Wikibooks – Notes on the project

wow… January is supposed to be involve painful attempts at exercise and sneaking christmas chocolats… not this wicked influx of work. It’s good fun though, and, after taking a couple of hours to chill out and play a little crochinole, i thought i’d post a few notes from the show last Wednesday. The wikitext project may have some legs at this point… just depends on whether or not we get some more involvement.

Things we all agree on.

The technological changes in our society require us to adopt a more flexible and updatable platform for textbooks.
Technology, in and of itself, solves nothing.
This is a social justice issue.
We need validation.
We need a certain amount of control over the content.
A solid, defined plan is needed.

Is it about access to better content?
We were approached by the Nord Family Foundation to start a discussion about wikibooks we started in the position of delivering more current uptodate content. The wiki, then, would be a repository of current updatable information. It would mimic a classroom textbook except that it would, if you had right of access, be updatable with more and more current and accurate information.

Is it about access to better teaching styles?
As a repository for lesson plans and teaching methods, a wiki would be more of a training tool for teachers, so that they could be kept uptodate on the latest ‘best way’ to teach a given subject.

As in the following by Jim Gould…
We have the infrastructure to effect change, and that is lesson study. In a word, lesson study is an ongoing process where a team of teachers teach a few key lessons over and over to different groups of students. The teachers watch each other’s teaching—and the students’ responses, including the extent to which they learned the content being taught.

The result is a collection of a few critical and essential lessons that teach students vital math and science content knowledge. The upshot is that the students become empowered to continue learning at higher levels and have the confidence and desire to stick with a rigorous math and science course of study.

Wiki could be the medium to present these lessons so that affluent schools, poor schools, private schools, public schools, and charter schools could all benefit equally from such a project. After all, the future points to worldwide collaboration between knowledge workers, all of whom are players who know how to take a project apart, distribute the parcels to the best resources, and assemble the completed parts to create new material and non-material goods in demand throughout the World market.

Is it about building better textbooks?
A wikibook could also be about a different kind of textbook. An interactive textbook that students could actually be involved in the creation of. This textbook would have a solid core tied to state standards and then an expanding shell that would be adaptable and would develop according to the needs of the users.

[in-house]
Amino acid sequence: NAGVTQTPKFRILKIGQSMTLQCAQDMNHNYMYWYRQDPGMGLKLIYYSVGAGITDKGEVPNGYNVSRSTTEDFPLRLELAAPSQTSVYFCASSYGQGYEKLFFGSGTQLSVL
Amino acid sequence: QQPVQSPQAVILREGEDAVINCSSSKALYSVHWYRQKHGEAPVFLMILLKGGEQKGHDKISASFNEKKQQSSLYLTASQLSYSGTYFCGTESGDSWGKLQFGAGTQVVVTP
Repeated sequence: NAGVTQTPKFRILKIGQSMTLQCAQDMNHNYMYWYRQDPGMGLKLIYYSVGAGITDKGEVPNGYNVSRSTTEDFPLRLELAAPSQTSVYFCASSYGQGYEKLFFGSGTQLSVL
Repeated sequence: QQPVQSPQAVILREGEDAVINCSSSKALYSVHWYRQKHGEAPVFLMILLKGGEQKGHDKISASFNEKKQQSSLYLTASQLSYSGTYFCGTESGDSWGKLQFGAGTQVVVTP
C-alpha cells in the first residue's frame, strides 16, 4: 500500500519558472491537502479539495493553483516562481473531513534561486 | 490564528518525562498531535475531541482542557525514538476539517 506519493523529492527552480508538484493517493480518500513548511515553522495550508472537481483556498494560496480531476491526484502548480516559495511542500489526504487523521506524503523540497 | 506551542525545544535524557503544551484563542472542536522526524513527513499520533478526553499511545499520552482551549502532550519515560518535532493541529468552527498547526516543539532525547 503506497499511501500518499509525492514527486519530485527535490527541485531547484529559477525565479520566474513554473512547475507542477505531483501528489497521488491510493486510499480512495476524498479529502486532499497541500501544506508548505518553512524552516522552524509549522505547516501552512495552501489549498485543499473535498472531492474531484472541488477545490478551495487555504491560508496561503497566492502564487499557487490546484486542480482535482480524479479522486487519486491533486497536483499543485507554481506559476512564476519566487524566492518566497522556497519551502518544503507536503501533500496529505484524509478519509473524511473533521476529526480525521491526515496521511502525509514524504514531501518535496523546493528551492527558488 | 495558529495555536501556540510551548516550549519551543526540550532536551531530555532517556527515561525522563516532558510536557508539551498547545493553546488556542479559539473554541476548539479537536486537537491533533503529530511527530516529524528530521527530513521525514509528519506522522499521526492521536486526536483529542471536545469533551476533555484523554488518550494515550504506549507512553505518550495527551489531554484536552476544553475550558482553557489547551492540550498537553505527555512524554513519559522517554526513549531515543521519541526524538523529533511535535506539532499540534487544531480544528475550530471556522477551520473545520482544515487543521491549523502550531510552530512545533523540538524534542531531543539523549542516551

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3 Responses to “Wikibooks – Notes on the project”

  1. ‘Wiki’ Textbooks » Says:
    […] Edit: I’ve just come across Dave Cormier’s (one of the hosts of EdTechTalk) blog entry about wikibooks. […]
  2. sean lancaster Says:
    from what i’ve seen of wikis, i have trouble conceptualizing a textbook that would be useful to other instructors. a wiki tends to have a “page” that is edited and perfected by the community for each individual topic. so, i want to have a unit where my ed tech class places our attention on distance learning in the k-12 classroom. a wiki would be set up to have a page devoted to each specific category, but not the whole chapter that i currently can assign to my students.

    so, with a wikitext, would i just go through the various pages and try and pull together all that apply to the unit i am teaching and just provide my students with a whole list of related, but not connected wiki entries for them to read to help understand the topic? that seems discombobulated to me.

    on the other hand, finding a way to have “chapters” instead of individual “pages” might work, if that is possible with a wiki. then again, the more we decide what those chapters are, the less appealing we make the text. for example, i might want to teach a chapter on issues in educational technology. another person might have a different conceptualization of the issues that i include and might add many others. so now, i am assigning only parts of the chapter to my students, but maybe i want some of those other issues included in another chapter.

    i guess i need to see some examples of a wikitext before i can jump on board. i coordinate an undergraduate ed tech course for future teachers. we have about 20 sections of the course each semester and 4 instructors wrote the textbook we use. i get paid 50 cents a copy, so this was really done to provide our students with a very affordable textbook that meets all of our teaching objectives. i could easy give the textbook up and shift to a wikitext with the same 4 authors. unfortunately, we’d have to start over because our publisher owns what we’ve already written. i am still intrigued with giving this a try for our program. i just wonder how it translates nationally or internationally.

  3. Josh Loewen Says:
    Hi Dave, I just came across your site. There are few Math teachers here in BC who are in the process of starting up a wiki site similar to what you are discussing. I haven’t read all your entries here yet (I have a class in 20 minutes), but I will be reading further soon. We aren’t so much focused on the business model just yet, nor on replacing existing textbooks, but are hoping that collaboration will create a reliable source of supplementary information for our high school Math students.

Author: dave

I run this site... among other things.

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